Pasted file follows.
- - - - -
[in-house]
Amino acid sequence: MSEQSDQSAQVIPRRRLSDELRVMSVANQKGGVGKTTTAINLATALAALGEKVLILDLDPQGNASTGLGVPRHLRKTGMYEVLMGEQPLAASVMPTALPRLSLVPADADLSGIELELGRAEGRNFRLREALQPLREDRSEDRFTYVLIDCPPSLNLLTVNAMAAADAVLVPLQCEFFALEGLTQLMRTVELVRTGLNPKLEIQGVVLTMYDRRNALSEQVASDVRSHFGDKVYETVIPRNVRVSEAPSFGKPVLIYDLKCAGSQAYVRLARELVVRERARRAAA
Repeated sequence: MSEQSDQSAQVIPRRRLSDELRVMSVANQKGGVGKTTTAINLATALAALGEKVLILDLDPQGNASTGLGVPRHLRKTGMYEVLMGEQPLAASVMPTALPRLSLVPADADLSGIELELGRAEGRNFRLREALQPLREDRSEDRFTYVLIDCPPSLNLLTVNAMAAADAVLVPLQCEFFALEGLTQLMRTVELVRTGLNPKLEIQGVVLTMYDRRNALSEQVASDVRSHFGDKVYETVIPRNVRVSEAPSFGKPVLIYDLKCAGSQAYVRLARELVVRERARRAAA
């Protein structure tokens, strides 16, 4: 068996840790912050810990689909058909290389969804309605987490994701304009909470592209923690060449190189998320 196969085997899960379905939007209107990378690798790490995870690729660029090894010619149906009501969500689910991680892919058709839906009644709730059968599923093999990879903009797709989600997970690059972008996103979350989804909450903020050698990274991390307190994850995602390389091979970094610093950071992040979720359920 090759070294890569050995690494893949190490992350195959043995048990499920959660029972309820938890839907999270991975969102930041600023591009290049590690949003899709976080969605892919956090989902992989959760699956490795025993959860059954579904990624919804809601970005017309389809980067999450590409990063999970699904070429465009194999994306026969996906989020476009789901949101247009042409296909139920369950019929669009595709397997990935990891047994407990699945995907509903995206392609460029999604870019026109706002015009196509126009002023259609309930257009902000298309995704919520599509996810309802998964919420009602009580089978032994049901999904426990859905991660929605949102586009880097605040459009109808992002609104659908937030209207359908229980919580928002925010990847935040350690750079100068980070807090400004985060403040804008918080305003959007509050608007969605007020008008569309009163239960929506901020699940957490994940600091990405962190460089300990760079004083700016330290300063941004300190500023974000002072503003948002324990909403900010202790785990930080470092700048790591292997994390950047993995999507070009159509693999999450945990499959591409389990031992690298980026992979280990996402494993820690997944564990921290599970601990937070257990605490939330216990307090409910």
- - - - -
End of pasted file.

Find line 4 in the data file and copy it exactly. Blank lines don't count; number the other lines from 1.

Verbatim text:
């Protein structure tokens, strides 16, 4: 068996840790912050810990689909058909290389969804309605987490994701304009909470592209923690060449190189998320 196969085997899960379905939007209107990378690798790490995870690729660029090894010619149906009501969500689910991680892919058709839906009644709730059968599923093999990879903009797709989600997970690059972008996103979350989804909450903020050698990274991390307190994850995602390389091979970094610093950071992040979720359920 090759070294890569050995690494893949190490992350195959043995048990499920959660029972309820938890839907999270991975969102930041600023591009290049590690949003899709976080969605892919956090989902992989959760699956490795025993959860059954579904990624919804809601970005017309389809980067999450590409990063999970699904070429465009194999994306026969996906989020476009789901949101247009042409296909139920369950019929669009595709397997990935990891047994407990699945995907509903995206392609460029999604870019026109706002015009196509126009002023259609309930257009902000298309995704919520599509996810309802998964919420009602009580089978032994049901999904426990859905991660929605949102586009880097605040459009109808992002609104659908937030209207359908229980919580928002925010990847935040350690750079100068980070807090400004985060403040804008918080305003959007509050608007969605007020008008569309009163239960929506901020699940957490994940600091990405962190460089300990760079004083700016330290300063941004300190500023974000002072503003948002324990909403900010202790785990930080470092700048790591292997994390950047993995999507070009159509693999999450945990499959591409389990031992690298980026992979280990996402494993820690997944564990921290599970601990937070257990605490939330216990307090409910």